Monday, 7 March 2011
Why the LSE scandal should be no shock to anyone
So Howard Davies, Director of the London School of Economics (above), has resigned following a string of allegations about the institution's acceptance of Libyan money. The whole affair has made the LSE look foolish at best, and negligent at worst.
Three things spring to mind about this - and none of them make comfortable reading.
First: it's not so much the money - £1.5m isn't much, and anyone who's ever worked for a charity or sat on any sort of voluntary board will recall such dilemmas, though it must be said of much smaller scale and scope. Not many Women's Institute board meetings are gatecrashed by a nasty dictator trying to hand over bucketfulls of cash. It's the deep, abiding and personal links that LSE forged with a regime they must have known is deeply unpleasant. Board members were worried about causing Gadaffi's media-friendly son any 'embarrassment'. Academics were vetted before meeting the dictator. And what a dictator. He makes Mubarak look statesmanlike. At the time of writing, Colonel Gadaffi and his loyalists are clining to power by using air power against civilians, organising 'disappearances' throughout Tripoli, and sending tanks into confined urban spaces. One of the reasons he's held out for so long - and will probably continue to do so - is that he has dissolved most of the state structures that were able to lever tyrants in Tunisia and Egypt out of the way (and are now trying to consolidate their grip on power once more). Libya doesn't have any of that - no trade unions, no even partially free press, no political parties. How can the LSE have got in so deep? It's a mystery, but it perhaps speaks to an academy that's now completely instrumental - in the sense that it'll do what it's told whoever's doing the telling. After years and years of 'Quality Audit' and 'Research Assessment', maybe some lecturers just follow orders without thinking.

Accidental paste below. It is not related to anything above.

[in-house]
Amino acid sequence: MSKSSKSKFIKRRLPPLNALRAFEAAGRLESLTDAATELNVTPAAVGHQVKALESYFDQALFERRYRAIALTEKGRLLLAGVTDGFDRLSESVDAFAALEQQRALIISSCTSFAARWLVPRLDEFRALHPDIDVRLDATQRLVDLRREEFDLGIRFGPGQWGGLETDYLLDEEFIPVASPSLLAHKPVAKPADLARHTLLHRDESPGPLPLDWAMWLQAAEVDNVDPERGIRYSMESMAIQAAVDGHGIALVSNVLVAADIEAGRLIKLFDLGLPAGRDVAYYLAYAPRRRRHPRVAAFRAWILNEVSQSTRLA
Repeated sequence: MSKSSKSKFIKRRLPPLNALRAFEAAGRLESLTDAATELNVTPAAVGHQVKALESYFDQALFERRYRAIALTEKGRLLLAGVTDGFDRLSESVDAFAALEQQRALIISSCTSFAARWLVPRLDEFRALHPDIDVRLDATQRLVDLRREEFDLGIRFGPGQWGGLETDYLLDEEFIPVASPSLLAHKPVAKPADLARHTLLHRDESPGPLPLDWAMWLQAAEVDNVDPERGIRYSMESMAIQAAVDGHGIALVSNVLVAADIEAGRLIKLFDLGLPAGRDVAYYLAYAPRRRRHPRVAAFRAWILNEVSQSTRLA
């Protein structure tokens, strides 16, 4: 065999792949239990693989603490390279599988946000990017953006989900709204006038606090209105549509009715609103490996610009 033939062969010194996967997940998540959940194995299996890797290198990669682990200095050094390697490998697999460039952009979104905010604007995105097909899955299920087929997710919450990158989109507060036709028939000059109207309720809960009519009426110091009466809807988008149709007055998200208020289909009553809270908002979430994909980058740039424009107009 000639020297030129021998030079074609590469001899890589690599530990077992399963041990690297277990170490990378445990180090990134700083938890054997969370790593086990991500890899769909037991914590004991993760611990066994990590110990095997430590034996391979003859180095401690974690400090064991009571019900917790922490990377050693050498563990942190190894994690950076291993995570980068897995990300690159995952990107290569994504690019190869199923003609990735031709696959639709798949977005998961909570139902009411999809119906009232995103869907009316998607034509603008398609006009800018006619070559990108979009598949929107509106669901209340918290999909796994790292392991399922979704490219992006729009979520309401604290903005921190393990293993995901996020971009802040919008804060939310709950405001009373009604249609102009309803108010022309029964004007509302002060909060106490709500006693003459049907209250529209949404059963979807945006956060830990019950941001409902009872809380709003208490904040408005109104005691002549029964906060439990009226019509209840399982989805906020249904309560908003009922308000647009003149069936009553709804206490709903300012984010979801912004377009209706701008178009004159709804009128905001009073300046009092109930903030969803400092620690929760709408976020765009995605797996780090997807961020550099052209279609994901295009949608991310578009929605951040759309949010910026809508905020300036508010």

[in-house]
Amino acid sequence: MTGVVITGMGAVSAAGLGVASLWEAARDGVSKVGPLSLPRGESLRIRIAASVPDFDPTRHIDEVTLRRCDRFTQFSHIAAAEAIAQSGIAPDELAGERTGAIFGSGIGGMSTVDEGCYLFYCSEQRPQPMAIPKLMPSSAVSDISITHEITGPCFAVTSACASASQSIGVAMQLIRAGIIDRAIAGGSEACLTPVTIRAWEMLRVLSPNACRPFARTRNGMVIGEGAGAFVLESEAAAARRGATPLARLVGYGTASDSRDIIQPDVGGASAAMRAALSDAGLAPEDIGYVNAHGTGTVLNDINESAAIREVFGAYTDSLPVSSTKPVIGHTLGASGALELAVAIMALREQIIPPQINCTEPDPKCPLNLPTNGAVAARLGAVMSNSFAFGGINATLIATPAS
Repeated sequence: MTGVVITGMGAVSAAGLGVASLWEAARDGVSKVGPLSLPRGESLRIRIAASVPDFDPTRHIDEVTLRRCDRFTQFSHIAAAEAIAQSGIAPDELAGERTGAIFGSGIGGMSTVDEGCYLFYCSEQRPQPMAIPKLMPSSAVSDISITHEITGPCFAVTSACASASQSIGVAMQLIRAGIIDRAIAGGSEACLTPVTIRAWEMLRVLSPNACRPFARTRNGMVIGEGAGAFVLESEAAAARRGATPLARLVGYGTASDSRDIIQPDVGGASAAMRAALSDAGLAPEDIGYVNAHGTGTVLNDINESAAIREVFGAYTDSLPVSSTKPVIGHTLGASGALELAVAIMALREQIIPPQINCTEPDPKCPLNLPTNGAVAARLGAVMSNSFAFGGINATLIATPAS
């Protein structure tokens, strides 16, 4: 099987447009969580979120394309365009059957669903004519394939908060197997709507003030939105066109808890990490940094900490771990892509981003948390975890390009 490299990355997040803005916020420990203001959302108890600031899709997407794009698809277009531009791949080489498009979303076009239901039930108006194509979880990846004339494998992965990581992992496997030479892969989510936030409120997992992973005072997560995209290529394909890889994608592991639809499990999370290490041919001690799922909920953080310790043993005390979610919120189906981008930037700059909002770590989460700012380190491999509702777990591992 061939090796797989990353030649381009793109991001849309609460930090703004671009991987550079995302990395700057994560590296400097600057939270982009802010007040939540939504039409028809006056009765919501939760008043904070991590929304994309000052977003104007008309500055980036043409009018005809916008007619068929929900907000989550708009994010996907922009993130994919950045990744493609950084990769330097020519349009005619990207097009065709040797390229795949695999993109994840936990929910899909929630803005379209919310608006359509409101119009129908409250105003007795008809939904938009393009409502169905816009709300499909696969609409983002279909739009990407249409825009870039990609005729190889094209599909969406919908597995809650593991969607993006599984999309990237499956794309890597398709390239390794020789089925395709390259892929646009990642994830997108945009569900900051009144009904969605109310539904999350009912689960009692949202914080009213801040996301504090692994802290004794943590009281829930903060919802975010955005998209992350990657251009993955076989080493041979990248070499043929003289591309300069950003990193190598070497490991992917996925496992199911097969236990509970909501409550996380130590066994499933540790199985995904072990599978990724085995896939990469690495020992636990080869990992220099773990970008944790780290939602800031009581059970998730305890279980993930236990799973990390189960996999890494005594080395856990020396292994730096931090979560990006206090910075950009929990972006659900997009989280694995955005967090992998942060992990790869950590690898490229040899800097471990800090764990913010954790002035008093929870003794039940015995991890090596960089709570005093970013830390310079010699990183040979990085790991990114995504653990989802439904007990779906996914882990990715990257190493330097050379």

Second: it's a bit unfair to pick on universities. Plenty of oil firms, arms companies, engineering and financial service exporters are in bed with all sorts of nasty regimes - witness the Prime Minister's keen approval of the arms dealers he took with him to the Gulf at the height of the recent crisis in Bahrain. Political parties are no angels either: witness the long 'cash for honours' affair that so sapped New Labour's energies. As some management experts have pointed out, universities are just more transparent, placing them directly in the firing line when a dictator wobbles or is toppled. Big money has always challenged our moral norms - though its bigness in our present lopsided and divided world makes the problem worse.
Third: this was an accident waiting to happen. What other British universities are going to be red-faced if other regimes fall, particularly in the Gulf? I'll leave that question hanging in the air, because no-one really knows. But since the 1988 Education Act, universities have been told 'to go out and look for work', in Norman Tebbit's famous phrase. They've been hugely underfunded in international terms - as Simon Szreter has pointed out in the Times Higher. They've still managed to secure 14 places in the world's top 100 universities. But they've had to turn this way and that for cash - as the long debate about the funds for the Said Business School at Oxford showed. American institutions aren't immune to this sort of thing. But they can at least draw on a long tradition of local philanthropy and alumni giving. Without such a network of donors, some British universities appear to have gone where the money was - wherever it was.
Want to know what the 'Big Society' can look like when the state is hollowed out as quickly as right now? Er, look no further.